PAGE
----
Handbook of Schooling in Urban America

By Stanley William Rothstein | Go to book overview
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2
Families, Children, Schools,
and the Workplace

Richard J. Altenbaugh

Without education you can't get a job.

--Anonymous student

Many poor and working-class urban students no longer view schooling as either an intellectual experience or a socialization mechanism; rather it simply represents an institution designed to prepare them for work and possibly serving as a mode of social mobility. While the perception of social mobility claims historical precedent, the work preparation view does not. Children, for better or worse, have always had access to the workplace; but in recent decades this has changed. The avenue to work now runs through schooling.

This represents the most consistent finding of in-depth interviews of fifty-eight Pittsburgh "stopouts," that is, dropouts who have resumed schooling. Rough national data indicate that 10 to 35 percent of all dropouts return to school and that 90 percent of these continue their education onto postsecondary levels.1 One hundred percent of the Pittsburgh narrators, when asked why they decided to return, responded that they "needed" to complete their general equivalency diploma (GED) and obtain some job training. "You need your education to get a job," they typically stated, or "I just wanted to have my GED and a trade."2 The irony here was that these school leavers, who once found schooling so distasteful that they chose to abandon it, now conveyed an almost desperate tone, seeing their economic survival dependent on schooling. They needed jobs and saw no other alternative. Many observers would not express surprise by this response; some may even applaud it. However, as the students perceived it, schooling represented the only institutional bridge to the workplace. How can we explain this phenomenon?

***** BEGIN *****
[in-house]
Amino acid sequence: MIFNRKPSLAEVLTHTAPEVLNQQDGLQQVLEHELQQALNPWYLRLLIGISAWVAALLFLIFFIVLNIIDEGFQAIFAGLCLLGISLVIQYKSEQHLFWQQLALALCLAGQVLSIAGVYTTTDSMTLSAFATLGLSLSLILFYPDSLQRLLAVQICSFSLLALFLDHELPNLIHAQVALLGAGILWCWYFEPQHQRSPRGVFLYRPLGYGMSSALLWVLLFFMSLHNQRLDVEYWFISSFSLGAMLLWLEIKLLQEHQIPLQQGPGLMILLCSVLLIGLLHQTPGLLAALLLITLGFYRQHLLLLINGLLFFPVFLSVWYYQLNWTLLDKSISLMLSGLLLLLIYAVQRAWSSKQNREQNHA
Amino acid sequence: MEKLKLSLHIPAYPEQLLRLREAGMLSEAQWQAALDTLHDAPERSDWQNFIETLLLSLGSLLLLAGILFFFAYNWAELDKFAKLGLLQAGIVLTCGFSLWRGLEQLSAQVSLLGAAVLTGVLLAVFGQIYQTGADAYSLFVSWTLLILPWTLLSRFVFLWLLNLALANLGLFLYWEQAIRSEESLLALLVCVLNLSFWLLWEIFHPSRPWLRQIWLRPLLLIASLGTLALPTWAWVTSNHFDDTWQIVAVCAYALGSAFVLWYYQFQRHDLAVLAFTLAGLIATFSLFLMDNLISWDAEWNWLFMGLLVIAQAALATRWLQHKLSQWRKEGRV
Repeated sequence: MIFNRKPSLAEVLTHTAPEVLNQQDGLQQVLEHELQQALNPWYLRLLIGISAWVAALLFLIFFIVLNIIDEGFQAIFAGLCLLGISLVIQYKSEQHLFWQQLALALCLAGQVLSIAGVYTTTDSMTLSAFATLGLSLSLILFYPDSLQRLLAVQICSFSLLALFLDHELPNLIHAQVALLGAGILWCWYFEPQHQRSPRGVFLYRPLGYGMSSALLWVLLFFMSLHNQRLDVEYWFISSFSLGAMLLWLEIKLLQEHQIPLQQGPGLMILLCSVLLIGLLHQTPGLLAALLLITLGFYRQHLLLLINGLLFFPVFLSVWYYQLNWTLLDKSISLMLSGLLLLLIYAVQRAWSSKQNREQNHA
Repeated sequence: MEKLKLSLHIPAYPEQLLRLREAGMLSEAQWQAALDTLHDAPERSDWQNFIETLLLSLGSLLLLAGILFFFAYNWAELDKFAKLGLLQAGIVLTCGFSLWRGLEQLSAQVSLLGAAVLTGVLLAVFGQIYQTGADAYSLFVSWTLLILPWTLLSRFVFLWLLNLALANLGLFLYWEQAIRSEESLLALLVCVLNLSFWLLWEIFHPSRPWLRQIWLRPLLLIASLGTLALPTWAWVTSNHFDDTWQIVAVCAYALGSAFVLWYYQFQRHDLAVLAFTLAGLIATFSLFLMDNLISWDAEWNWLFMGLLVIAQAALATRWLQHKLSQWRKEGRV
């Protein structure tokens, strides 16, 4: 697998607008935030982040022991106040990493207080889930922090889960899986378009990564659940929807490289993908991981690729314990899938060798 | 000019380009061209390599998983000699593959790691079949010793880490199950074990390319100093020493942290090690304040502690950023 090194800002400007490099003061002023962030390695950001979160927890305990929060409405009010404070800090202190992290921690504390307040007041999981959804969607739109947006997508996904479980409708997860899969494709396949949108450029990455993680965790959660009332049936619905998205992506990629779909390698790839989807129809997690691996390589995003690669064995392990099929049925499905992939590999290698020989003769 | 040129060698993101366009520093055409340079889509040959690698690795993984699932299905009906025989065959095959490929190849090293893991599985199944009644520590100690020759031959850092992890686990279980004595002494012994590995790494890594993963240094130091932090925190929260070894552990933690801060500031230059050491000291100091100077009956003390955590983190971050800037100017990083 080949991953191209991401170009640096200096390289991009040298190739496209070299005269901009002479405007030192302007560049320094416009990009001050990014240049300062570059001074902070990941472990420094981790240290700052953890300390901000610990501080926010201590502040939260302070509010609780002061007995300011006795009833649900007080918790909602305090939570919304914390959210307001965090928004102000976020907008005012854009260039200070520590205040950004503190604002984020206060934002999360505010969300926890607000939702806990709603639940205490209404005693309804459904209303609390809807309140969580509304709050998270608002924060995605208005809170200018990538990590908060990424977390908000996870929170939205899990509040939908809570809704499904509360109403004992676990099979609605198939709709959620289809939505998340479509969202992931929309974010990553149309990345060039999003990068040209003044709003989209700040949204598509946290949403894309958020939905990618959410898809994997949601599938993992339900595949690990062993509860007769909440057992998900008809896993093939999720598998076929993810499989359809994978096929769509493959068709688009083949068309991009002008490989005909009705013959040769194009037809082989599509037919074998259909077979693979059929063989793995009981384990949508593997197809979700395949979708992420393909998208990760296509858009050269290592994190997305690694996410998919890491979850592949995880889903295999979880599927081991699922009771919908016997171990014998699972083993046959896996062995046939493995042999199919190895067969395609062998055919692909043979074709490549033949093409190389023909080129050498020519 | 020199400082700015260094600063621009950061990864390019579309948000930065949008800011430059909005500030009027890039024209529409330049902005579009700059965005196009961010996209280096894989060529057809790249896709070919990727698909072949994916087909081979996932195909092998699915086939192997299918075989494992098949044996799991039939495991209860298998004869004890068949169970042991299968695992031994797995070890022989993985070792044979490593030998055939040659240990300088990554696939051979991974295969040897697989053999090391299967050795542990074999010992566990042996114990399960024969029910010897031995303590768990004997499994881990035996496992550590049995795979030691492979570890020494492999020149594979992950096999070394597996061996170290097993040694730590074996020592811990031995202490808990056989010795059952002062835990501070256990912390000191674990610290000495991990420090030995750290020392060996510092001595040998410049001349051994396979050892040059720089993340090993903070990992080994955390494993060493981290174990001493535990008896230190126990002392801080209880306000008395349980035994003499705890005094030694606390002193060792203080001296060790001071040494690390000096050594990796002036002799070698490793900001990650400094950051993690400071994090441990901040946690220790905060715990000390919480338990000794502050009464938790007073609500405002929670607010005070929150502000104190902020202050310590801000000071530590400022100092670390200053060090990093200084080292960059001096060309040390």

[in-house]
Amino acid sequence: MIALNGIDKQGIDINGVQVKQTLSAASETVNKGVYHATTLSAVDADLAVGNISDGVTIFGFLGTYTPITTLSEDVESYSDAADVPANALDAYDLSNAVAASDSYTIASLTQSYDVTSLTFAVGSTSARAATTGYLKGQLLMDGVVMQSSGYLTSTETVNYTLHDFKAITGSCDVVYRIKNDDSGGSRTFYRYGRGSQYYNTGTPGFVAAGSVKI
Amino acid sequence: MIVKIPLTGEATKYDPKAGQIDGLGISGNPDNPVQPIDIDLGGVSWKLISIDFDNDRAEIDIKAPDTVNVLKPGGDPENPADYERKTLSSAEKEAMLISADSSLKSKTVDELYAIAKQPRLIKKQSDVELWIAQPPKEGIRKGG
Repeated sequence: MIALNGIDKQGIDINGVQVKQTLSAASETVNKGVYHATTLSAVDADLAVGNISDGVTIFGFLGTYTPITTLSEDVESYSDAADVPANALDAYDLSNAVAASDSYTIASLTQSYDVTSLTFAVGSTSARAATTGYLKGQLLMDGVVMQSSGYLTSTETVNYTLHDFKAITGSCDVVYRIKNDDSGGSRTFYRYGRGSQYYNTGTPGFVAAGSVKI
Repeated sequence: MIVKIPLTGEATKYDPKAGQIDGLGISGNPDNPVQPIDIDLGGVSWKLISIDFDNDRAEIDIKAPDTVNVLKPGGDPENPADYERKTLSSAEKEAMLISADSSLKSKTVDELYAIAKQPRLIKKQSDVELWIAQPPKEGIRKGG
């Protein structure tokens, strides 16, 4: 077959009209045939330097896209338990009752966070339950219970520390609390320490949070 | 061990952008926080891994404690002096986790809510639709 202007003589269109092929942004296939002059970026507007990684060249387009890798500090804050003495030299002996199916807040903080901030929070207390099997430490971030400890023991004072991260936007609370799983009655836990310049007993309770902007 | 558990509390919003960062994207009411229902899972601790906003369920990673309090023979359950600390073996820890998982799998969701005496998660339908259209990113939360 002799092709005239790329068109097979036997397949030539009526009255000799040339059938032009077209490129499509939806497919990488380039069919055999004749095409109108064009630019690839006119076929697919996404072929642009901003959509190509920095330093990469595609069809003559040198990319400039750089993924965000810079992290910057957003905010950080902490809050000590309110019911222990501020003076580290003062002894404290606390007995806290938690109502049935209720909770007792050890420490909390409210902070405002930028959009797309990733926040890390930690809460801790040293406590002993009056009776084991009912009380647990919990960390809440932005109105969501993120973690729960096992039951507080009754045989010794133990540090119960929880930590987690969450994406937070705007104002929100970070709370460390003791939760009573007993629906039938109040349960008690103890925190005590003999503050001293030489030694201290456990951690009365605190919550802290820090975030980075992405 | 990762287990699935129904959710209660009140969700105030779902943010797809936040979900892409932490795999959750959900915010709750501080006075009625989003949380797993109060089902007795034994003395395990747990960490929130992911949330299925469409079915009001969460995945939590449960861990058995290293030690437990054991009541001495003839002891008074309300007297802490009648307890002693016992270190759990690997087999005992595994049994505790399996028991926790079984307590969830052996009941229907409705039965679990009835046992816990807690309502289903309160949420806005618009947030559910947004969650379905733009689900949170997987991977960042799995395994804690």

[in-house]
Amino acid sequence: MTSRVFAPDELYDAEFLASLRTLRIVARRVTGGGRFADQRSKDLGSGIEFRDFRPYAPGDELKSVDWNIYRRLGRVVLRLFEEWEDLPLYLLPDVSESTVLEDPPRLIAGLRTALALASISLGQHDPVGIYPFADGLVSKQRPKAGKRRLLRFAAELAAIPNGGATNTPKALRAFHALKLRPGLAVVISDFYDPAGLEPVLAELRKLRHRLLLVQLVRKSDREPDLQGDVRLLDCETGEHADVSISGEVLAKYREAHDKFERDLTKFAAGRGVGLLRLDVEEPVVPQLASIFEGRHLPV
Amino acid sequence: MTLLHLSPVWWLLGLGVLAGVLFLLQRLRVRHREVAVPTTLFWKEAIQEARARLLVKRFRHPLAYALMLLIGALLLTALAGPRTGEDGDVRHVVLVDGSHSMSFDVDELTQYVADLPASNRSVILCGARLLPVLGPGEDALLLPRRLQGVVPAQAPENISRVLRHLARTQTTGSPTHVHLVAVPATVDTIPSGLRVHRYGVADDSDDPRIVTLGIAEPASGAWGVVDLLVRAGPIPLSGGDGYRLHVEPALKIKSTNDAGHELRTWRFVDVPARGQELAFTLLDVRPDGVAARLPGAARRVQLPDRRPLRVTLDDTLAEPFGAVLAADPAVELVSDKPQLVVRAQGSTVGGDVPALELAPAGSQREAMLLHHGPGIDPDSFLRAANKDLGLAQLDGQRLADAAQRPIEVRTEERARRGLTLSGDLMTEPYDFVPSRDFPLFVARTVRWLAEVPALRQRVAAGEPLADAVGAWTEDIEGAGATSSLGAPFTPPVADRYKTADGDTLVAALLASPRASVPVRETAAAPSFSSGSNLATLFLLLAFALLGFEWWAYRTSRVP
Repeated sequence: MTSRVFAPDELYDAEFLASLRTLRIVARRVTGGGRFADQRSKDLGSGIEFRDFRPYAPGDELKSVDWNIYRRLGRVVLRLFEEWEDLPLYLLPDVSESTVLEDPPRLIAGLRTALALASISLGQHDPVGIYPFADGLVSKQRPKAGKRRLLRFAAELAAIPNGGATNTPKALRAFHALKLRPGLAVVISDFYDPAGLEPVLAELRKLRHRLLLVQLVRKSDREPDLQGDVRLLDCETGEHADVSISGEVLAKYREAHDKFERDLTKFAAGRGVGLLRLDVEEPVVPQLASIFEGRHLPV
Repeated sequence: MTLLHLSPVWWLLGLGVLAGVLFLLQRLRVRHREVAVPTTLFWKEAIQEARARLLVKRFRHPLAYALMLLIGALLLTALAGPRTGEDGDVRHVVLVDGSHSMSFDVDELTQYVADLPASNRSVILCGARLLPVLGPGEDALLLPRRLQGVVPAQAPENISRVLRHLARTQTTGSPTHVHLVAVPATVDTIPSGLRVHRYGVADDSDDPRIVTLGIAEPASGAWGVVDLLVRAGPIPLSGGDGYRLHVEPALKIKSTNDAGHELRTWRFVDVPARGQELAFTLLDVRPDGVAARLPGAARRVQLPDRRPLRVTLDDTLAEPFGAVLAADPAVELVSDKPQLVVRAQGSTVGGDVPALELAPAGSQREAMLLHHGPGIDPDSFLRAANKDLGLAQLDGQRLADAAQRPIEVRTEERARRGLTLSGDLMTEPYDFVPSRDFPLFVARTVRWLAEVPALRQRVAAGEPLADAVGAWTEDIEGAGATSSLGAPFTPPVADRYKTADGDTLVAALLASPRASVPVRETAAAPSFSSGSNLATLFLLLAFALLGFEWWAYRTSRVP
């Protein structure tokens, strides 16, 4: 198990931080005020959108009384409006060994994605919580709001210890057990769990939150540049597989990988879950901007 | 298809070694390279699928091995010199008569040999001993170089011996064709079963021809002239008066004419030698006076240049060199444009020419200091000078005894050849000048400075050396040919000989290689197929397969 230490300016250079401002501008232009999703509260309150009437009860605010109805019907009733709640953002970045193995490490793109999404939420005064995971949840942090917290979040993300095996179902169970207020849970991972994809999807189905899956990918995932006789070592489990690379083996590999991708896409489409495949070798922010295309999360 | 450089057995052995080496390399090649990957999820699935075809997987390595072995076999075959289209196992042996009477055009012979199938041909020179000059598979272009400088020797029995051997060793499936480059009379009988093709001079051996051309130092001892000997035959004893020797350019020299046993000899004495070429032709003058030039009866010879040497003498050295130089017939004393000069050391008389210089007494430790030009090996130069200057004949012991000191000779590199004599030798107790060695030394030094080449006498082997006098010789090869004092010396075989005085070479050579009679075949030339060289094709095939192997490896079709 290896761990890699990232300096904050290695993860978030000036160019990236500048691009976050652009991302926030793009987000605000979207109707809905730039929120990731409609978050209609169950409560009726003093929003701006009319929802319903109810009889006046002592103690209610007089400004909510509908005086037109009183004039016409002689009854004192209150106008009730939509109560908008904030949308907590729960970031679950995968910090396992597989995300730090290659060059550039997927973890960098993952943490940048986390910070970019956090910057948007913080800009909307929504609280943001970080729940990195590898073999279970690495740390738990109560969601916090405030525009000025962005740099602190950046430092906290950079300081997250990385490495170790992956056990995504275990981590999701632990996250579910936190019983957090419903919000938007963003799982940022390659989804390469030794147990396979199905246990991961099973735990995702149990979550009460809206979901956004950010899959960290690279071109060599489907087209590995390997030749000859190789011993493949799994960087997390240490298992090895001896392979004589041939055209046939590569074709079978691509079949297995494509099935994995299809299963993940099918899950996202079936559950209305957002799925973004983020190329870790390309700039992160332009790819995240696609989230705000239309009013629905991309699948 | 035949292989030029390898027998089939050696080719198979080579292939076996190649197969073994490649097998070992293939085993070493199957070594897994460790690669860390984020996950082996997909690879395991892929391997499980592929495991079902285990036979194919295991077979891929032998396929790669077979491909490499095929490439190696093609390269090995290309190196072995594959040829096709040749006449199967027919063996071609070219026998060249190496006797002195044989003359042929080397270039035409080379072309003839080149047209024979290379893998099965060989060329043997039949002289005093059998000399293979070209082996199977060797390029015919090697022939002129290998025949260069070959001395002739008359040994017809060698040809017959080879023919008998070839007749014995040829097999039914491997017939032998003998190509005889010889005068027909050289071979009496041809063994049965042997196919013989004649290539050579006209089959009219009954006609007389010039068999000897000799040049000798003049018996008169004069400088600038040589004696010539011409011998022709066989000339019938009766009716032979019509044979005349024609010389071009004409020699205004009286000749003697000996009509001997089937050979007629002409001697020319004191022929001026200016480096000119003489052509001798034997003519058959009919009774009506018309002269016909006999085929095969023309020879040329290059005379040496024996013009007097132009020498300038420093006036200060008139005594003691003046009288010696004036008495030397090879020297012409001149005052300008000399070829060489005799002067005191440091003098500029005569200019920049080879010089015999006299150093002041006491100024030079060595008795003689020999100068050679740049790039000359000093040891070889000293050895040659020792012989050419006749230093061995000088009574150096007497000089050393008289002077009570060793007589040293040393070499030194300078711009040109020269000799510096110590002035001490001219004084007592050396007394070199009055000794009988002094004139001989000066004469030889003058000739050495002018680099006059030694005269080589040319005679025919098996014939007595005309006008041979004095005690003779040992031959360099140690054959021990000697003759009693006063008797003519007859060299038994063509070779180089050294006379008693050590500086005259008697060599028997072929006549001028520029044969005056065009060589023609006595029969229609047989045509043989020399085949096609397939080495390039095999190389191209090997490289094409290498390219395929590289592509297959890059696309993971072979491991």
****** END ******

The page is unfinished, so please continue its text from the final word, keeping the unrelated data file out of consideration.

These dropouts' comments need to be placed within a historical context. This chapter argues that transformations in American political economy, characterized

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